The United Nations is looking for a well-connected Washington figure to head its information office there, as part of a wide-ranging image makeover to improve relations with Congress.
The move, revealed to the Financial Times on Thursday, is touted as part of a public information revolution within the UN, which began with the recent appointment of Mark Malloch Brown, a former strategic communications professional, as chief of staff to Kofi Annan, UN secretary-general. According to one UN insider, the idea is to appoint an influential advocate with Capitol Hill experience who “understands how Washington works, can make calls, and get those calls answered”.
The UN had previously resisted following the “revolving door” model of Washington lobbying, in which departing lawmakers and policymakers use their contacts to push particular interests. But a change in business conduct is now seen as crucial amid strong congressional criticism of the UN's handling of Iraq's oil-for-food programme and other scandals.
The sense of crisis peaked late last year when Senator Norm Coleman, a Minnesota Republican, called for Mr Annan's resignation a move that sent shockwaves around the UN. A significant shake-up of management and accountability procedures is expected over the coming weeks to help meet those concerns.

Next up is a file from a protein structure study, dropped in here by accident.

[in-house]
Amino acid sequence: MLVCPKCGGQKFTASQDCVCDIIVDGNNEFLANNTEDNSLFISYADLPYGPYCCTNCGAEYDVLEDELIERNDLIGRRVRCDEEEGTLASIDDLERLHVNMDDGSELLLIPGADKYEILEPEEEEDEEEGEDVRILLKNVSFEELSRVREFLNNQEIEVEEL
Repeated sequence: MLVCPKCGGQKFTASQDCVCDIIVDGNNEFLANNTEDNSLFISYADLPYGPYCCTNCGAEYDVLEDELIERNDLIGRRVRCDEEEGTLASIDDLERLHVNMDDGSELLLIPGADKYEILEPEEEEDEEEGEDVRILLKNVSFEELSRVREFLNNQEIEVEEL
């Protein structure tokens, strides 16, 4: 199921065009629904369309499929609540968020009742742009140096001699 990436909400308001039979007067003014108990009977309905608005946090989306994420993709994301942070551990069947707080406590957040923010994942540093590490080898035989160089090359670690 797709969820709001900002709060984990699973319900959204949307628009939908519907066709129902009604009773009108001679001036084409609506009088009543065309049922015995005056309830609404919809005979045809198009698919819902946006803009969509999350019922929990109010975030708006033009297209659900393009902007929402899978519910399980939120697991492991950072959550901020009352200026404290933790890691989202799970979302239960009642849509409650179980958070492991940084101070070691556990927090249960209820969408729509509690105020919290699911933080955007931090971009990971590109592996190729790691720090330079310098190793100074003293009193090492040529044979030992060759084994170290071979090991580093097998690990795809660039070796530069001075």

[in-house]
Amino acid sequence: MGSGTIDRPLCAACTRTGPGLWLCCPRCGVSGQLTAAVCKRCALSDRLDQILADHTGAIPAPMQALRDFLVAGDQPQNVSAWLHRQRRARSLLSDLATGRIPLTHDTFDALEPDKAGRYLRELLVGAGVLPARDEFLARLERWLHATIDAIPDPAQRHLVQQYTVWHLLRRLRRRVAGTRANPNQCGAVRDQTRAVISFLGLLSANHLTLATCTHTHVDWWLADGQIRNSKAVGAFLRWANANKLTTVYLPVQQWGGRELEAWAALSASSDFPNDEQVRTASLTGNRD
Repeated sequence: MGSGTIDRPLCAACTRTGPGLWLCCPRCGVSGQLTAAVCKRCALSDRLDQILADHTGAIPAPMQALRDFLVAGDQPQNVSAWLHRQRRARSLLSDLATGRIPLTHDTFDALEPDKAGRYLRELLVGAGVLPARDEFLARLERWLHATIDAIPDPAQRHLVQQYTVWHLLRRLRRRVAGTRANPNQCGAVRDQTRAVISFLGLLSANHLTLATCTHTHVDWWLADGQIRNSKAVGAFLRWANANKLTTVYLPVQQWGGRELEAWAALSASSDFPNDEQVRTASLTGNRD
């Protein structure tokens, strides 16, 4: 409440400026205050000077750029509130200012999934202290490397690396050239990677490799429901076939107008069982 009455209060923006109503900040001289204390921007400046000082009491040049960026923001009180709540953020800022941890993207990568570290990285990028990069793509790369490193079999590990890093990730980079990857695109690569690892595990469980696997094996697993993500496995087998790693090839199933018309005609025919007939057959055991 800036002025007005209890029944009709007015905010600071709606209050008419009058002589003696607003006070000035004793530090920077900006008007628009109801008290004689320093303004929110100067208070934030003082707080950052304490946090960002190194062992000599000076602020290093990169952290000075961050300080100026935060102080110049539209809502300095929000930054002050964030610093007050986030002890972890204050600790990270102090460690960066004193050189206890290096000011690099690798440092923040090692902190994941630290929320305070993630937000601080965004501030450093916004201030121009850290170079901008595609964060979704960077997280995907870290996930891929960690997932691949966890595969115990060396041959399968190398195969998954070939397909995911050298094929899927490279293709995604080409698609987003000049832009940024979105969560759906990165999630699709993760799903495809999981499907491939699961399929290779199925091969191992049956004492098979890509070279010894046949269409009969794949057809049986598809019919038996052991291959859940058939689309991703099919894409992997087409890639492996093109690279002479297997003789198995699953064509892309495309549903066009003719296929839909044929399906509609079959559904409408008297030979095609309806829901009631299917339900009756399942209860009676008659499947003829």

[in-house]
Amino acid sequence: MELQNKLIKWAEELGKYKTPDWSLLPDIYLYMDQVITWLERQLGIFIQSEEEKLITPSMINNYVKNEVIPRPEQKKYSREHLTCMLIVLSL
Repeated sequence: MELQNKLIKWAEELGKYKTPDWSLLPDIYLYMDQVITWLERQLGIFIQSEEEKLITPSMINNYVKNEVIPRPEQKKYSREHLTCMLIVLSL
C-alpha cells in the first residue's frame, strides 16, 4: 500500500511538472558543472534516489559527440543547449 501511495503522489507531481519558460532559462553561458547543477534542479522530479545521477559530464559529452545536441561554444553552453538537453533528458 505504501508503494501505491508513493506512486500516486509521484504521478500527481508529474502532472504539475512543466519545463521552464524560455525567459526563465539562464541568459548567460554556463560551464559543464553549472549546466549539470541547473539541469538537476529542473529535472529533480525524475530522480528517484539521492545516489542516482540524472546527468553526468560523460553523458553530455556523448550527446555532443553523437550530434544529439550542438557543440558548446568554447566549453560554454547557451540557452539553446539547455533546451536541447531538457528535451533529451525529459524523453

Officials say the appointee ideally a senior, experienced and political figure will also need the authority to call senior UN officials in New York and sometimes to relay unpalatable truths. Some have suggested that a Republican might be the first choice, but officials insist that the person should also understand the UN and be sympathetic to its causes. One commentator predicts that it will be a tough job to fill, while another points out that its attraction lies in its strong international flavour, in a town where 90 per cent of the jobs are domestic.
One well-connected UN commentator believes the appointment would elevate the Washington post into “much more of a policy office”. “That's very important; the administration has been asking that that happen,” the commentator said. “Recruiting is going ahead very aggressively right now.”
John Ruggie, a former adviser to Mr Annan and professor of international affairs at Harvard, said it was crucial for the UN to become more proactive in its communications strategy, and to understand that “modern accountability demands better forms of communication”.
Mr Malloch Brown agrees. During his tenure at the World Bank, he helped push through significant transparency reforms, despite sensitivities. “Access to information about international organisations by outsiders is one of the critical levers of accountability,” he said.
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